Besides Christmas and the end of the school year, the first weeks of school seem to be the most popular time for former students to send emails, cards, or simply come around to visit. Certainly one of the most rewarding aspects of being a teacher is when students continue to share their lives with us long after they’ve left our classrooms. Some of them are excited about their path toward great success, while others seem to be stuck in a holding pattern, waiting for something, although they can’t quite articulate what that is. One thing they all have in common, though, is the greeting: “Remember me? It’s your favorite student!”

It always tickles me when kids who graduated a mere three months ago ask if I remember them, as if my short term memory is somehow compromised, yet they all follow it with the proclamation that they are my favorite student. The logic is a bit asinine: if indeed they are my favorite, then surely I wouldn’t forget them. Nonetheless, it seems to be more about ensuring they mattered to me enough to remember them than it is about jockeying for position in my affections. I am always intrigued by this desire to be a “favorite,” but it is something I understand.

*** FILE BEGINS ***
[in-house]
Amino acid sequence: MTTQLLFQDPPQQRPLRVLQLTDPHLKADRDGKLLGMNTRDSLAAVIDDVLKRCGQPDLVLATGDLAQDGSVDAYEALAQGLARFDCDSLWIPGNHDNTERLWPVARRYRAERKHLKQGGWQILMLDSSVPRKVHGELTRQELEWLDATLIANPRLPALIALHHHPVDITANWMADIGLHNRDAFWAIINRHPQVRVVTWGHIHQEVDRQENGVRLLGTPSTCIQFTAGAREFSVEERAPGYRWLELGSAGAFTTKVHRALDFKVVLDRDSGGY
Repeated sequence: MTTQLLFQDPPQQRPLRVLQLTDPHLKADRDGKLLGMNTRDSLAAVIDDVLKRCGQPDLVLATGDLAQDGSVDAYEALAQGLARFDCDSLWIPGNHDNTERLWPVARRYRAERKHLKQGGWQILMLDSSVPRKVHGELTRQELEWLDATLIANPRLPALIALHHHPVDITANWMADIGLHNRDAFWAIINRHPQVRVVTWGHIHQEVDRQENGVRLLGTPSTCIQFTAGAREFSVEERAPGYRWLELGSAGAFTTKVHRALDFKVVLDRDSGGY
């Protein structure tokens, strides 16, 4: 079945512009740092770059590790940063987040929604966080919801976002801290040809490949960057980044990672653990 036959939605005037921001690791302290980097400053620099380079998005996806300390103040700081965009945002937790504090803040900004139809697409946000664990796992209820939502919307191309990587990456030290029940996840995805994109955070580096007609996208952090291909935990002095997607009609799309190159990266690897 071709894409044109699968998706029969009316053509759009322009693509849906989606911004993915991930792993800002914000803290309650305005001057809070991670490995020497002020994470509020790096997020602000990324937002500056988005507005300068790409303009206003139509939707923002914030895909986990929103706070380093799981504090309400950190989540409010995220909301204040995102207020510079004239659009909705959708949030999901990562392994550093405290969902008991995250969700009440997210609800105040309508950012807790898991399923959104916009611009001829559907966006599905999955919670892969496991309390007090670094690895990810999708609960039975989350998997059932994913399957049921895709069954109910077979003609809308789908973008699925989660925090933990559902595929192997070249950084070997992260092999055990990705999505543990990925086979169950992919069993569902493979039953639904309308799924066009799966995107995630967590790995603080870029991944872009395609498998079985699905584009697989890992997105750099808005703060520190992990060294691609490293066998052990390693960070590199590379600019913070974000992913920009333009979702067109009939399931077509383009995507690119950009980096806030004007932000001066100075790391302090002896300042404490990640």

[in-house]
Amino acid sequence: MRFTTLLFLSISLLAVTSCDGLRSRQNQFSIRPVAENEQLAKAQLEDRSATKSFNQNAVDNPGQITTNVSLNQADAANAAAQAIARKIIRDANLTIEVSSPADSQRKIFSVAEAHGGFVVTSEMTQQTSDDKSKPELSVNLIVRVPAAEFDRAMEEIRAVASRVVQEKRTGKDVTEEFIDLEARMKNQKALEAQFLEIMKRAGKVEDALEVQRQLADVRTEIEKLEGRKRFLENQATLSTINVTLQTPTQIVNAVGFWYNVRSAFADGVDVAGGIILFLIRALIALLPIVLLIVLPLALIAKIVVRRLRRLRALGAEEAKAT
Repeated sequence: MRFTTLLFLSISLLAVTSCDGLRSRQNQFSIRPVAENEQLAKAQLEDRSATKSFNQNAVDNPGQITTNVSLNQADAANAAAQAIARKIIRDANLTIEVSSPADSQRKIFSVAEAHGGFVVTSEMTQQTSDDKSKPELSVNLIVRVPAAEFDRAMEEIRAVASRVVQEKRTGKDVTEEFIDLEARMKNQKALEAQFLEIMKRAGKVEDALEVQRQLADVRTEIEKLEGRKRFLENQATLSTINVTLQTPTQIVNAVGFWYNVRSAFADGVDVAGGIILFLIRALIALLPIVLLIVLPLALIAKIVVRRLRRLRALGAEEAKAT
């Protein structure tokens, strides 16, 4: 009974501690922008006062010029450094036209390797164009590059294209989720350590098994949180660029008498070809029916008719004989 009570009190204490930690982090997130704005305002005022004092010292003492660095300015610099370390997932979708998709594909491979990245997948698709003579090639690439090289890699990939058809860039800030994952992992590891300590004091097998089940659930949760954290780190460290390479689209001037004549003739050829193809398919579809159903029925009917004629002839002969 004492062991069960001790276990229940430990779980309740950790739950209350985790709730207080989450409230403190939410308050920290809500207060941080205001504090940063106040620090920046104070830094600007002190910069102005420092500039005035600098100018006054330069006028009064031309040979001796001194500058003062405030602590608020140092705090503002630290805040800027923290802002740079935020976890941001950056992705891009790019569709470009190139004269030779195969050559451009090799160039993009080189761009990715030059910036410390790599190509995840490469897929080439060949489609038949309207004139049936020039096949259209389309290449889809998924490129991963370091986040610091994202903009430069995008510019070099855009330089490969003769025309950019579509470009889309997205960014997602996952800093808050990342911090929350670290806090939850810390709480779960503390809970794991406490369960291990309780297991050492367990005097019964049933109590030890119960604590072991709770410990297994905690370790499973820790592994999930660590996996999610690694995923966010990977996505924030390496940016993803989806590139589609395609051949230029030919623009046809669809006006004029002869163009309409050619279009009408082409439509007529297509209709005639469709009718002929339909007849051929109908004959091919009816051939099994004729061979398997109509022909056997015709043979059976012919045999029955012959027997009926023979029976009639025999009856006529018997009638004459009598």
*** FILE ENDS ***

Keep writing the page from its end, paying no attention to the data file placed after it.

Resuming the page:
The third out of four girls, I grew up competing with my sisters for my parents’ attention. After dealing with my two older sisters and caring for the baby, my parents were too weary to care whether I ate dirt, came into contact with bacteria, washed my face, or did my homework. Or perhaps they didn’t worry about those things because I was a people pleaser and a fastidious child (okay, acutely OCD is probably a closer description). Regardless, I spent much of my childhood dodging sibling abuse, torturing my little sister, and organizing my clothes by color and sleeve length. As an adult, my schedule allowed my mother and I to travel together without her other children and I once asked her who her favorite child was. She said, “You are my favorite, Eveline.” She then went on to list all the things she loved about me, the traits she found impressive and admirable, the appreciation she had for my talents and abilities. She truly made me feel loved, but more than that, she made me feel as though I was awesome! It wasn’t until after she passed away that I learned my mother had said the same thing to my three sisters.